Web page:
EnergyAustralia's recent backup catastrophe was beyond belief and should never have happened, according to a Gartner analyst.
In January ZDNet Australia exclusively reported that EnergyAustralia was scrambling to restore critical data lost as a result of backup failures that went undetected for several months. The fault was detected last December when a server problem caused data loss at a number of EnergyAustralia offices, including the company's Sydney HQ.
Gartner managing vice president of its global storage team, Phil Sargeant, this week said he found the backup catastrophe "astronomical", and had certainly not heard of the same problems occurring at other organisations.
"I have heard of [businesses] not being able to read media and therefore can't recover data. Someone must have really taken their eye off the ball," he told ZDNet Australia in an interview.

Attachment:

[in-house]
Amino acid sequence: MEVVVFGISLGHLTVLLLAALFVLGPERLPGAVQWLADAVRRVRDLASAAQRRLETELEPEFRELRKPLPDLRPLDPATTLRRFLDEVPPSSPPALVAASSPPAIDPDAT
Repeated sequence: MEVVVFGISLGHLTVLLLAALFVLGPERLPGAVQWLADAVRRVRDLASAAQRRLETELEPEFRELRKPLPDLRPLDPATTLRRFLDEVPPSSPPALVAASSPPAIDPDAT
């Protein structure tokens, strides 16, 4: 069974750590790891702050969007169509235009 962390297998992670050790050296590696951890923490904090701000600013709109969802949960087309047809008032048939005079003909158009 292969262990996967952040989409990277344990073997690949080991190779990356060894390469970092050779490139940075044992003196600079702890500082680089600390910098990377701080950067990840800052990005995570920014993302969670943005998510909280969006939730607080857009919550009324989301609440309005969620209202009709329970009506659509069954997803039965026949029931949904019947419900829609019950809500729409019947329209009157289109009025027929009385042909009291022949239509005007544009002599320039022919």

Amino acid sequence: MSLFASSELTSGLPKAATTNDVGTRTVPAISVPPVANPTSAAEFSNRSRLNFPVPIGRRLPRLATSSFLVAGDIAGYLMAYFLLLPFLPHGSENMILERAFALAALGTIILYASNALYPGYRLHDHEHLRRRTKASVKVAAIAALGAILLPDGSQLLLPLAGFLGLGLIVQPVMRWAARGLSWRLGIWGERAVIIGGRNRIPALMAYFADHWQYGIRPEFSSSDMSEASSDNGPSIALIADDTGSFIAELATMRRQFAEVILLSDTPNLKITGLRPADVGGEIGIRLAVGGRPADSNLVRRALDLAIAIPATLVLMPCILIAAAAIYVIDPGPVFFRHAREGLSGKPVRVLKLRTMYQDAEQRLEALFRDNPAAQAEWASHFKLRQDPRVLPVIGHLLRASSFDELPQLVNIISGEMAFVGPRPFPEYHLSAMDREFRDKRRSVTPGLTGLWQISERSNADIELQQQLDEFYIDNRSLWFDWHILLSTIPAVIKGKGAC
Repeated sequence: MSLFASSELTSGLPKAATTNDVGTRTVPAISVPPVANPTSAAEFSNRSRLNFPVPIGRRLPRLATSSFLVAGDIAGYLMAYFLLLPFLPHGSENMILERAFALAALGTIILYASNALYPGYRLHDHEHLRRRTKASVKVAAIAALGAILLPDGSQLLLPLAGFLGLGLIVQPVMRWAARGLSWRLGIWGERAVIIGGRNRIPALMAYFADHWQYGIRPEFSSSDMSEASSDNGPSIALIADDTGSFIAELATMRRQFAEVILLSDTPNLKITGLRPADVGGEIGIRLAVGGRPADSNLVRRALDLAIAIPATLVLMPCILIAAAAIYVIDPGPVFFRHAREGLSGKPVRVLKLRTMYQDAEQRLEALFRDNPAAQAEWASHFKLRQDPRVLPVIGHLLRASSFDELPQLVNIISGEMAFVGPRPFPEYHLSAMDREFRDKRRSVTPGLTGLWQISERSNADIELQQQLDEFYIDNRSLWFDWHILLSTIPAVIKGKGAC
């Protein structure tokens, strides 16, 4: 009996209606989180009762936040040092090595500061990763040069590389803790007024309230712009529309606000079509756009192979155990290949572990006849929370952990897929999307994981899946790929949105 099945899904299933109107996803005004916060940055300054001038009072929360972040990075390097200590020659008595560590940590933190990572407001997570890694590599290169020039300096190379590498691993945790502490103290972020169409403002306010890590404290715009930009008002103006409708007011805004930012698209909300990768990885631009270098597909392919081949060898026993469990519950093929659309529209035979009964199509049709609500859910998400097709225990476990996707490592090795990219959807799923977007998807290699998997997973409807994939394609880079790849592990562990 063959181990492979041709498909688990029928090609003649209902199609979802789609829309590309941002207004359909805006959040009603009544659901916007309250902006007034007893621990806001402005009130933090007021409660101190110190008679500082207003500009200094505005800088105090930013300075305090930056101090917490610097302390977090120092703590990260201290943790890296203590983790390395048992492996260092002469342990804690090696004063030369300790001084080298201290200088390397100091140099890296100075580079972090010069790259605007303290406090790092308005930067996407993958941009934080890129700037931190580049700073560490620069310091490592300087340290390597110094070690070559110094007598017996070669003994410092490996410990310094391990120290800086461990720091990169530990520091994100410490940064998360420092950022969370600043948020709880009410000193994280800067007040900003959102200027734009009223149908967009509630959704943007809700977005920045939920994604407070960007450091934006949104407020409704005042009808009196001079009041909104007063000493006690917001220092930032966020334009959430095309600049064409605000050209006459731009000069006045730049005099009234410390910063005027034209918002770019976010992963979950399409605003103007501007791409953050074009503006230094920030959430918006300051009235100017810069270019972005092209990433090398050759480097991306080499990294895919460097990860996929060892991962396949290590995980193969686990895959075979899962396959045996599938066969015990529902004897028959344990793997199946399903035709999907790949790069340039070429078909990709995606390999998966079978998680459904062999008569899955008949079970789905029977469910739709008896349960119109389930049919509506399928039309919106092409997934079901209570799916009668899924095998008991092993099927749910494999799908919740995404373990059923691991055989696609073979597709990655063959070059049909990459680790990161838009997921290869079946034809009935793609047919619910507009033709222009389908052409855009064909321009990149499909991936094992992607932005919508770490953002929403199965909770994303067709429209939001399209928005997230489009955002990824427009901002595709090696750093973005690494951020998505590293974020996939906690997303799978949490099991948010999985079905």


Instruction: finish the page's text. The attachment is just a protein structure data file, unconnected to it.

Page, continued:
Sargeant said that sophisticated reporting mechanisms available today could indicate whether a backup had been successful or not. Someone was certainly at fault for not checking those indicators, he surmised.
Both EnergyAustralia and its contractor Fujitsu -- who is helping with the restoration attempt -- have refused to comment on their roles in the incident or who was responsible for the backup procedure.
Sargeant believed that legal implications arising from the disaster would be defined in any contract that EnergyAustralia had with its service delivery partner/s.
He said there would be a number of service level agreements (SLAs) in EnergyAustralia's supplier contracts, giving the energy specialist a level of guarantee. Sargeant also said that there would be some penalty indicated if SLAs were not met.
An EnergyAustralia spokesperson said at the time the catastrophe was made public that legal action against Fujitsu was not being considered. The utility has made no further comment on the matter.
When asked recently about its restoration attempt, an EnergyAustralia spokesperson said: "We revised our restoration timetable and work is still progressing. For this reason we have nothing more to add to our previous comments." The restoration attempt was originally to have finished in January.